#117 - Matteo Trentin - every good squad needs an Italian and Trentin is that guy. Yes he is Italian, but he is from Borgo Valsugana in the north, where the big mountains are. Matteo is the one who attacks off the front and then runs circles up and back making sure everyone is tended to, easily giving up his bike to Tony Martin who is 7cm taller, and commented after the race, "I was really uncomfortable on his bike." I was watching the stage thinking "I hope Tony didn't exchange bikes with Cav!"

#118 Rigoberto Uran Uran. Of course he is Colombian so we think climber pure and simple, yet on a tough stage like today he was 13th across the line; overall he is 7th on GC. Wow. We are going to see "Rigo" climb the GC rankings very quickly.

Rigoberto Uran

#119 Julien Vermote is from Kortrijk, Belgium. We can rightly surmize from that location that his childhood was filled with bikes and bike racing. Julien was there to pull Tony Martin back into the pack today together with teammate Michal Golas. His role is domestique, and he is a rider who deserves much more attention @julienvermote

Julien Vermote, born on a bike in Belgium

The highlight of the day for me was seeing a time trial specialist (who we might expect to be extremely picky about his bike) win on a bike that was not his own. Matteo Trentin sacrificed his bike to teammate Tony Martin who was already in strong contention for the yellow jersey (behind Froome by only 1 second). Martin jumped on the bike - which had a 1cm difference in saddle height and set up with opposite brakes - and rode it like he stole it (cuz' he did!) all the way to the finish line.

Now those of us who know that bike fitting can be a bunch of bunk, laughed along with him all the way to the line. How many times have we seen videos, or watched bus-side, as riders closely inspect their saddles, wheels, and brakes before a race as their mechanics stand nearby sweating buckets-full? Ha! Ha! All a racer really needs is the fear of God in him as he sees the lead pack pulling away, up, up the road. He'll ride anything to catch up if need be. And if suddenly that new bike fit feels okay because adrenaline and grit have taken over ... he might just take it all the way to the line.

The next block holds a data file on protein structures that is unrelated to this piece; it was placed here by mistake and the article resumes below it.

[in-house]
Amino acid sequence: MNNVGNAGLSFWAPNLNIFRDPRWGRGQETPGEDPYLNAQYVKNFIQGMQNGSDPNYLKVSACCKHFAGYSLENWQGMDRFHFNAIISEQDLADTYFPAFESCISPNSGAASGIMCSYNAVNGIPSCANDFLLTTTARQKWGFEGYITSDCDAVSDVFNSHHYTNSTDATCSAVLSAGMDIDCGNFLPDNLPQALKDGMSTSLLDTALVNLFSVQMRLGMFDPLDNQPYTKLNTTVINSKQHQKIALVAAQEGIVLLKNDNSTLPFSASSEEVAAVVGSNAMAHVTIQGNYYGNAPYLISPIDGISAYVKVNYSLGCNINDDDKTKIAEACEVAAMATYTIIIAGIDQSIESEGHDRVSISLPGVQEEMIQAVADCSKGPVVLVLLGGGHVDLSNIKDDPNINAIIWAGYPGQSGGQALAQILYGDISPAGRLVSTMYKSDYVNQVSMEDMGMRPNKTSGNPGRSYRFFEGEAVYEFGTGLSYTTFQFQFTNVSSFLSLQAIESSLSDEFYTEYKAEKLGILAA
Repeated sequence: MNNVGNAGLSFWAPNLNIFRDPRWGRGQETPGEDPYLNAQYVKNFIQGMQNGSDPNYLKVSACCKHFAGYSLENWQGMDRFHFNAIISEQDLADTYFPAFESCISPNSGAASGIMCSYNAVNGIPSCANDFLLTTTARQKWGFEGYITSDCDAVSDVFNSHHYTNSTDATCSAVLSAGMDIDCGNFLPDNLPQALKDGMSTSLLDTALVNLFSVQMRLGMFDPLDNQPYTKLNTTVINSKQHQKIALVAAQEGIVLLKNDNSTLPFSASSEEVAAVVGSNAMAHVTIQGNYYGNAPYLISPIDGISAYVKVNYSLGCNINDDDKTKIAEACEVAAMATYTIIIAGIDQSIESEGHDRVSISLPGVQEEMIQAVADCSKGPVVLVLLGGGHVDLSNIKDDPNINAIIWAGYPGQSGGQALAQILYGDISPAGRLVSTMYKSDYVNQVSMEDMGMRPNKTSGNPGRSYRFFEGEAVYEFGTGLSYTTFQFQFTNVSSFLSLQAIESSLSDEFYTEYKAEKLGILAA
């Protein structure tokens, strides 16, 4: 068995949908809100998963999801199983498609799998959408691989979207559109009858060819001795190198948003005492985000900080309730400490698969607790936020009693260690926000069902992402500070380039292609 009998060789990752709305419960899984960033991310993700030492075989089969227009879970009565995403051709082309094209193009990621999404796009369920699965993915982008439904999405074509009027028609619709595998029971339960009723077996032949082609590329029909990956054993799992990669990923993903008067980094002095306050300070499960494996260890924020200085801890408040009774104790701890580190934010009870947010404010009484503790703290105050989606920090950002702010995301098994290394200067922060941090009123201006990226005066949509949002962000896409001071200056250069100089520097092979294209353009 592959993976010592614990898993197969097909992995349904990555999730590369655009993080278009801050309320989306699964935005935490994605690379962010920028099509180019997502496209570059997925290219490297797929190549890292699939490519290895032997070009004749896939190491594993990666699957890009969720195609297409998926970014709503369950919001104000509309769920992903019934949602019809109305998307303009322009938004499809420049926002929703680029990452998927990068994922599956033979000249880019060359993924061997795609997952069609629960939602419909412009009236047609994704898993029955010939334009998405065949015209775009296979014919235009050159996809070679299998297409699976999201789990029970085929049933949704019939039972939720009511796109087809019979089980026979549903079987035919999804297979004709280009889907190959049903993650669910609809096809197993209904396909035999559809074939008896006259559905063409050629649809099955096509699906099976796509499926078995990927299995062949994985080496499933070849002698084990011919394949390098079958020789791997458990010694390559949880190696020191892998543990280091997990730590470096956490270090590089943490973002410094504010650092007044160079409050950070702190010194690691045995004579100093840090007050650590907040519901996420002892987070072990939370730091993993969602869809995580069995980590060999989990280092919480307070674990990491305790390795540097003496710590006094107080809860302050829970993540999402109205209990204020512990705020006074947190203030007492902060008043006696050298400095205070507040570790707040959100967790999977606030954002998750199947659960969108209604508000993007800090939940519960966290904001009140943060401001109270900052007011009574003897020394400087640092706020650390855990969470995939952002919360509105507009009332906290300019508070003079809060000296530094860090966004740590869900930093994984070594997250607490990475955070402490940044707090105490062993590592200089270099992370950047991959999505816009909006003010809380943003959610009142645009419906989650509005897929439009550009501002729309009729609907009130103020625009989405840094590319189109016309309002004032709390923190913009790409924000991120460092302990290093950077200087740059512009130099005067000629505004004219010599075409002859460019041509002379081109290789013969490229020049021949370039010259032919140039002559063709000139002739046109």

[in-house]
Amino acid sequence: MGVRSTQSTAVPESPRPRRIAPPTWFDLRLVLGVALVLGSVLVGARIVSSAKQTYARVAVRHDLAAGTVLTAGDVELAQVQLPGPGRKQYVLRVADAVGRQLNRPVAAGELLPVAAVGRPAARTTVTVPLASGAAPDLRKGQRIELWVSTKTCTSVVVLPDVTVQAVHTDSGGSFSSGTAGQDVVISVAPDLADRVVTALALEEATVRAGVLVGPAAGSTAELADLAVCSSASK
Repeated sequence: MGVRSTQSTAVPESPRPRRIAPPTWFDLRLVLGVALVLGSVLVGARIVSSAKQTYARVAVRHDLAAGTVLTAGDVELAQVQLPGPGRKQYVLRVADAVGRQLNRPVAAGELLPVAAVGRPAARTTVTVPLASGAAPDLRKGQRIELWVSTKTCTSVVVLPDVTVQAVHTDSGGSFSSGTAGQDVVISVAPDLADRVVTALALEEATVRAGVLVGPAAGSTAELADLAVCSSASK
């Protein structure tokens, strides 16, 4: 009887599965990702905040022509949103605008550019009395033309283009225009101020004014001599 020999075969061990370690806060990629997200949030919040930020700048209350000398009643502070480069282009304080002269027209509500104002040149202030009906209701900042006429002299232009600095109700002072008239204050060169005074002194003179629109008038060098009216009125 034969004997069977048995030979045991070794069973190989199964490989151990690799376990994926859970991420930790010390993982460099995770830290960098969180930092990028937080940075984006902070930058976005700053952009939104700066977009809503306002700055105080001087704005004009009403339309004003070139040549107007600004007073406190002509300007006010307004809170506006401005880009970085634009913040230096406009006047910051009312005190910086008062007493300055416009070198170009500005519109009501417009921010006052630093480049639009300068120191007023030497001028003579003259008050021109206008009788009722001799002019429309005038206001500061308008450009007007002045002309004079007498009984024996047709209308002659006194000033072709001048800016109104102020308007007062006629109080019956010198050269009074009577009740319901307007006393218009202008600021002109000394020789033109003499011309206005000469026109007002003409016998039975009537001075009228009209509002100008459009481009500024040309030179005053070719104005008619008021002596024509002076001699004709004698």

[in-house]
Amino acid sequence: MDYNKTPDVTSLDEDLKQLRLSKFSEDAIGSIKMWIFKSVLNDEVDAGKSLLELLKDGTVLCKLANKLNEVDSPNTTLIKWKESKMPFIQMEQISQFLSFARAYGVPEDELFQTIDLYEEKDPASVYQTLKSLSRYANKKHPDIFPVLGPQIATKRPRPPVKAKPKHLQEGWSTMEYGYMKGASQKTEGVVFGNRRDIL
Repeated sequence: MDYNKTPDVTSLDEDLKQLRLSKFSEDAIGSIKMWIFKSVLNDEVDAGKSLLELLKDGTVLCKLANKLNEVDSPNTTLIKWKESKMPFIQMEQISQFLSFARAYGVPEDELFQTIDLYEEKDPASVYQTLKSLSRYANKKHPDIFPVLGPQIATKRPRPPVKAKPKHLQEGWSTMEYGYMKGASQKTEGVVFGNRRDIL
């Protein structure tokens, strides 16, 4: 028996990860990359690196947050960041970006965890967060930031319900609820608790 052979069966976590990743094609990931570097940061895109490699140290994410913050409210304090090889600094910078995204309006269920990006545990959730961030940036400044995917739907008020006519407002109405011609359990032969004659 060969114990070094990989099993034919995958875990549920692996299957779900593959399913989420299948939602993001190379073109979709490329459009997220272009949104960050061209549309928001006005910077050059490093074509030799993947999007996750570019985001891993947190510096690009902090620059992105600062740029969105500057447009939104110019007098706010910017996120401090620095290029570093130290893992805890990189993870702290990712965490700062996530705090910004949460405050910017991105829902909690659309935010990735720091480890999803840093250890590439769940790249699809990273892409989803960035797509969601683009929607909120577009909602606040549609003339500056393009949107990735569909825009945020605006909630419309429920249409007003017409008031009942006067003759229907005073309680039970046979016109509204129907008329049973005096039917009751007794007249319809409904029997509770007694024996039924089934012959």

What is your bet that Tony Martin adjusts his saddle height after today's stage? Damn the costly bike fits.

Happiness in the team car
Definitely do not try this at home; Brian Holm is questioning hands-free driving in the team car as the latest technology.
Stage 4 Results
  1. Tony Martin (Ger) Etixx - Quick-Step 5:28:58
  2. John Degenkolb (Ger) Team Giant-Alpecin 0:00:03
  3. Peter Sagan (Svk) Tinkoff-Saxo
General Classification after Stage 4 - TDF 2015

1Tony Martin (Ger) Etixx - Quick-Step12:40:26
2Christopher Froome (GBr) Team Sky0:00:12
3Tejay Van Garderen (USA) BMC Racing Team0:00:25
4Tony Gallopin (Fra) Lotto Soudal0:00:38
5Peter Sagan (Svk) Tinkoff-Saxo0:00:39
6Greg Van Avermaet (Bel) BMC Racing Team0:00:40
7Rigoberto Uran (Col) Etixx - Quick-Step0:00:46
8Alberto Contador (Spa) Tinkoff-Saxo0:00:48
9Geraint Thomas (GBr) Team Sky0:01:15
10Zdenek Stybar (Cze) Etixx - Quick-Step0:01:16
11Warren Barguil (Fra) Team Giant-Alpecin0:01:19
12Bauke Mollema (Ned) Trek Factory Racing0:01:44
13Vincenzo Nibali (Ita) Astana Pro Team0:01:50
14Robert Gesink (Ned) Team LottoNL-Jumbo0:01:51
15Roman Kreuziger (Cze) Tinkoff-Saxo0:02:03
16Alejandro Valverde (Spa) Movistar Team
17Nairo Quintana (Col) Movistar Team0:02:08
18Joaquim Rodriguez (Spa) Team Katusha0:02:12
19Jean-Christophe Peraud (Fra) AG2R La Mondiale0:02:19
20Andrew Talansky (USA) Cannondale-Garmin Pro Cycling Team0:02:51

July 8th in France

Tomorrow we travel through WWI history. Remember this post I wrote about the years the Tour de France did not happen because of war? Pedal Dancer®: The Missing Years.

Stage 5 Route
Stage 5 route map TDF 2015
Stage 5 Profile
Stage 5 profile map TDF 2015

Estimated stage finish: 17:12 CET (11:12 AM  EST, 9:12 AM MDT)